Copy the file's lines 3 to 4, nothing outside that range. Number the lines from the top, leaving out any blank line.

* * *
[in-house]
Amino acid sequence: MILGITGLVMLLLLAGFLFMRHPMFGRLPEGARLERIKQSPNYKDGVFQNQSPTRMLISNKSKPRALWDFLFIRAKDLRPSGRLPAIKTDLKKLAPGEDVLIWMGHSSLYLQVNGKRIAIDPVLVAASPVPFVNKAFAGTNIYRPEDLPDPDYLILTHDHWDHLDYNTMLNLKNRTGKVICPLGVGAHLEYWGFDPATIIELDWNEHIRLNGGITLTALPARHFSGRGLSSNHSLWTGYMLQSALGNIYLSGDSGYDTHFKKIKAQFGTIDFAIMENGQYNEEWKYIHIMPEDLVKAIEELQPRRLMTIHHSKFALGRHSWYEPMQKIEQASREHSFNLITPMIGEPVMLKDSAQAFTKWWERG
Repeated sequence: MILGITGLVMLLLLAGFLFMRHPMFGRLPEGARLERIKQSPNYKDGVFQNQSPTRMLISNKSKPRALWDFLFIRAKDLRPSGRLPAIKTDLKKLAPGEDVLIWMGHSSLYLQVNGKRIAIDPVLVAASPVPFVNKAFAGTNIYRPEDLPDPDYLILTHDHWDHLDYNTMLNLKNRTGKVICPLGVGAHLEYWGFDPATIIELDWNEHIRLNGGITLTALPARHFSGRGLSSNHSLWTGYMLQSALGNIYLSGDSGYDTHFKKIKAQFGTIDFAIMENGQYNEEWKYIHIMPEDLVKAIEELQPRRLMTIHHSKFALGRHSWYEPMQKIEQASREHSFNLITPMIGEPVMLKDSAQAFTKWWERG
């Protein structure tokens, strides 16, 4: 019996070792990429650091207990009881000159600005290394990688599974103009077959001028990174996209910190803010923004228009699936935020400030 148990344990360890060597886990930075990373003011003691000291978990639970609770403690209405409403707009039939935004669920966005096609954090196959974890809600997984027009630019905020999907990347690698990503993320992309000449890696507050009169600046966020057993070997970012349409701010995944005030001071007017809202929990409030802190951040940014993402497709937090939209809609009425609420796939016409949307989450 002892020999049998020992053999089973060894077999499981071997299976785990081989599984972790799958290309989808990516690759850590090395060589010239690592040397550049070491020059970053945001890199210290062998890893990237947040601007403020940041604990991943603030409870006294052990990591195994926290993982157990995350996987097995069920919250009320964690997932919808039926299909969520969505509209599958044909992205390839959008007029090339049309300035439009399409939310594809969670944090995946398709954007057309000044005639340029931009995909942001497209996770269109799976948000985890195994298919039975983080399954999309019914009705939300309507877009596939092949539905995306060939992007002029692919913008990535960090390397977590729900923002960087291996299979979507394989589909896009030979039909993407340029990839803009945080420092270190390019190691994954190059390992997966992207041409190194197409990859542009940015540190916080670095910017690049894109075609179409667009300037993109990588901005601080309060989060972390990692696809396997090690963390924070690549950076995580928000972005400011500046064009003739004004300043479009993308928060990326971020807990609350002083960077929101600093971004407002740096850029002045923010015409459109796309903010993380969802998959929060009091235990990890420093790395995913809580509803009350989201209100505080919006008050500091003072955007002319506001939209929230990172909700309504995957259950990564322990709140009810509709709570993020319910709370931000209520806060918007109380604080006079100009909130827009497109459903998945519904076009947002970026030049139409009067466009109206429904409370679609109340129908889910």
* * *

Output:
Repeated sequence: MILGITGLVMLLLLAGFLFMRHPMFGRLPEGARLERIKQSPNYKDGVFQNQSPTRMLISNKSKPRALWDFLFIRAKDLRPSGRLPAIKTDLKKLAPGEDVLIWMGHSSLYLQVNGKRIAIDPVLVAASPVPFVNKAFAGTNIYRPEDLPDPDYLILTHDHWDHLDYNTMLNLKNRTGKVICPLGVGAHLEYWGFDPATIIELDWNEHIRLNGGITLTALPARHFSGRGLSSNHSLWTGYMLQSALGNIYLSGDSGYDTHFKKIKAQFGTIDFAIMENGQYNEEWKYIHIMPEDLVKAIEELQPRRLMTIHHSKFALGRHSWYEPMQKIEQASREHSFNLITPMIGEPVMLKDSAQAFTKWWERG
């Protein structure tokens, strides 16, 4: 019996070792990429650091207990009881000159600005290394990688599974103009077959001028990174996209910190803010923004228009699936935020400030 148990344990360890060597886990930075990373003011003691000291978990639970609770403690209405409403707009039939935004669920966005096609954090196959974890809600997984027009630019905020999907990347690698990503993320992309000449890696507050009169600046966020057993070997970012349409701010995944005030001071007017809202929990409030802190951040940014993402497709937090939209809609009425609420796939016409949307989450 002892020999049998020992053999089973060894077999499981071997299976785990081989599984972790799958290309989808990516690759850590090395060589010239690592040397550049070491020059970053945001890199210290062998890893990237947040601007403020940041604990991943603030409870006294052990990591195994926290993982157990995350996987097995069920919250009320964690997932919808039926299909969520969505509209599958044909992205390839959008007029090339049309300035439009399409939310594809969670944090995946398709954007057309000044005639340029931009995909942001497209996770269109799976948000985890195994298919039975983080399954999309019914009705939300309507877009596939092949539905995306060939992007002029692919913008990535960090390397977590729900923002960087291996299979979507394989589909896009030979039909993407340029990839803009945080420092270190390019190691994954190059390992997966992207041409190194197409990859542009940015540190916080670095910017690049894109075609179409667009300037993109990588901005601080309060989060972390990692696809396997090690963390924070690549950076995580928000972005400011500046064009003739004004300043479009993308928060990326971020807990609350002083960077929101600093971004407002740096850029002045923010015409459109796309903010993380969802998959929060009091235990990890420093790395995913809580509803009350989201209100505080919006008050500091003072955007002319506001939209929230990172909700309504995957259950990564322990709140009810509709709570993020319910709370931000209520806060918007109380604080006079100009909130827009497109459903998945519904076009947002970026030049139409009067466009109206429904409370679609109340129908889910």